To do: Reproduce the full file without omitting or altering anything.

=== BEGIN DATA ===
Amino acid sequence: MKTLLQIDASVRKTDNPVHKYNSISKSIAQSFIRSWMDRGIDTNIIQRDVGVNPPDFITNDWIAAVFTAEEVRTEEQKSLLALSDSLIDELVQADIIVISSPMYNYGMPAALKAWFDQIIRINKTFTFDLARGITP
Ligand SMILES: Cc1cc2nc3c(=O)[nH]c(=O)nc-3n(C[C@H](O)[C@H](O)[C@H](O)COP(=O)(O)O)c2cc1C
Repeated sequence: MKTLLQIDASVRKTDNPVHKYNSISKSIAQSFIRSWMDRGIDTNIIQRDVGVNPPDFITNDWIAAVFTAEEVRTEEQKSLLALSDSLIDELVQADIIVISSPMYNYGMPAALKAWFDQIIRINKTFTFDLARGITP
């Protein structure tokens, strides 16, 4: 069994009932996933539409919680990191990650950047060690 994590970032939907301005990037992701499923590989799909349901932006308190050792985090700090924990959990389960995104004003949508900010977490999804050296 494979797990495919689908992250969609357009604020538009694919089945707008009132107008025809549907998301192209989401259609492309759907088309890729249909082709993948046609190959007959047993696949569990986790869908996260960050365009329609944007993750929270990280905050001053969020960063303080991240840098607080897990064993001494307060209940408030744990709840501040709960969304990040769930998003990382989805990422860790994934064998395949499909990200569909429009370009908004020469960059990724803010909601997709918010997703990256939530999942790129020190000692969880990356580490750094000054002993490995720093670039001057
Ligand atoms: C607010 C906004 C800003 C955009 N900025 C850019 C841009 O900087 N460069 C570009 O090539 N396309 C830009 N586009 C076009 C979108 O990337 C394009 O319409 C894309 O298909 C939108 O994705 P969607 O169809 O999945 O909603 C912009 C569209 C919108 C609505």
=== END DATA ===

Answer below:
Amino acid sequence: MKTLLQIDASVRKTDNPVHKYNSISKSIAQSFIRSWMDRGIDTNIIQRDVGVNPPDFITNDWIAAVFTAEEVRTEEQKSLLALSDSLIDELVQADIIVISSPMYNYGMPAALKAWFDQIIRINKTFTFDLARGITP
Ligand SMILES: Cc1cc2nc3c(=O)[nH]c(=O)nc-3n(C[C@H](O)[C@H](O)[C@H](O)COP(=O)(O)O)c2cc1C
Repeated sequence: MKTLLQIDASVRKTDNPVHKYNSISKSIAQSFIRSWMDRGIDTNIIQRDVGVNPPDFITNDWIAAVFTAEEVRTEEQKSLLALSDSLIDELVQADIIVISSPMYNYGMPAALKAWFDQIIRINKTFTFDLARGITP
């Protein structure tokens, strides 16, 4: 069994009932996933539409919680990191990650950047060690 994590970032939907301005990037992701499923590989799909349901932006308190050792985090700090924990959990389960995104004003949508900010977490999804050296 494979797990495919689908992250969609357009604020538009694919089945707008009132107008025809549907998301192209989401259609492309759907088309890729249909082709993948046609190959007959047993696949569990986790869908996260960050365009329609944007993750929270990280905050001053969020960063303080991240840098607080897990064993001494307060209940408030744990709840501040709960969304990040769930998003990382989805990422860790994934064998395949499909990200569909429009370009908004020469960059990724803010909601997709918010997703990256939530999942790129020190000692969880990356580490750094000054002993490995720093670039001057
Ligand atoms: C607010 C906004 C800003 C955009 N900025 C850019 C841009 O900087 N460069 C570009 O090539 N396309 C830009 N586009 C076009 C979108 O990337 C394009 O319409 C894309 O298909 C939108 O994705 P969607 O169809 O999945 O909603 C912009 C569209 C919108 C609505």